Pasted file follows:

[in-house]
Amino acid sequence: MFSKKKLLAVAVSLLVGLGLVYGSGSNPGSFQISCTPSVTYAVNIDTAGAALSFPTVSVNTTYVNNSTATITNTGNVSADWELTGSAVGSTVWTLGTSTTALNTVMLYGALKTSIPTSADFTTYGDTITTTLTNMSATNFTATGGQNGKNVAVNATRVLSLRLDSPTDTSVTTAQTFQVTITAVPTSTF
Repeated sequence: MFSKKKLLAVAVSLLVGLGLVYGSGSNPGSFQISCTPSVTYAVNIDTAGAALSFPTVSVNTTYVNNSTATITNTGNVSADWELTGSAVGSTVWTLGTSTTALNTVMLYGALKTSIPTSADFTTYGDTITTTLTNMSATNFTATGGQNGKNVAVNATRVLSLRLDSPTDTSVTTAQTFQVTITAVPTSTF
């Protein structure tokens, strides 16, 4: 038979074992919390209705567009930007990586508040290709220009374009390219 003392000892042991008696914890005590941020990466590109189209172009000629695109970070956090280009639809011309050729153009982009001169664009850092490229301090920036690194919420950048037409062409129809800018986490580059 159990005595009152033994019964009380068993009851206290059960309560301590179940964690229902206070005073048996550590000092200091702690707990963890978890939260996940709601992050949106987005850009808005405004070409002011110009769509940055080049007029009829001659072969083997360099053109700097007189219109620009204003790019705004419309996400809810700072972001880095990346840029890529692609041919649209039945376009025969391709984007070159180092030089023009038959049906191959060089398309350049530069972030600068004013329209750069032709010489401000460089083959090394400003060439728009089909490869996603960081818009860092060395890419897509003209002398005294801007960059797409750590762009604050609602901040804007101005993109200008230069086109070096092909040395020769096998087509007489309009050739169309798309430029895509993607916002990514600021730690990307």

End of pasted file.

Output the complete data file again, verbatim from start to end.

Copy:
[in-house]
Amino acid sequence: MFSKKKLLAVAVSLLVGLGLVYGSGSNPGSFQISCTPSVTYAVNIDTAGAALSFPTVSVNTTYVNNSTATITNTGNVSADWELTGSAVGSTVWTLGTSTTALNTVMLYGALKTSIPTSADFTTYGDTITTTLTNMSATNFTATGGQNGKNVAVNATRVLSLRLDSPTDTSVTTAQTFQVTITAVPTSTF
Repeated sequence: MFSKKKLLAVAVSLLVGLGLVYGSGSNPGSFQISCTPSVTYAVNIDTAGAALSFPTVSVNTTYVNNSTATITNTGNVSADWELTGSAVGSTVWTLGTSTTALNTVMLYGALKTSIPTSADFTTYGDTITTTLTNMSATNFTATGGQNGKNVAVNATRVLSLRLDSPTDTSVTTAQTFQVTITAVPTSTF
């Protein structure tokens, strides 16, 4: 038979074992919390209705567009930007990586508040290709220009374009390219 003392000892042991008696914890005590941020990466590109189209172009000629695109970070956090280009639809011309050729153009982009001169664009850092490229301090920036690194919420950048037409062409129809800018986490580059 159990005595009152033994019964009380068993009851206290059960309560301590179940964690229902206070005073048996550590000092200091702690707990963890978890939260996940709601992050949106987005850009808005405004070409002011110009769509940055080049007029009829001659072969083997360099053109700097007189219109620009204003790019705004419309996400809810700072972001880095990346840029890529692609041919649209039945376009025969391709984007070159180092030089023009038959049906191959060089398309350049530069972030600068004013329209750069032709010489401000460089083959090394400003060439728009089909490869996603960081818009860092060395890419897509003209002398005294801007960059797409750590762009604050609602901040804007101005993109200008230069086109070096092909040395020769096998087509007489309009050739169309798309430029895509993607916002990514600021730690990307």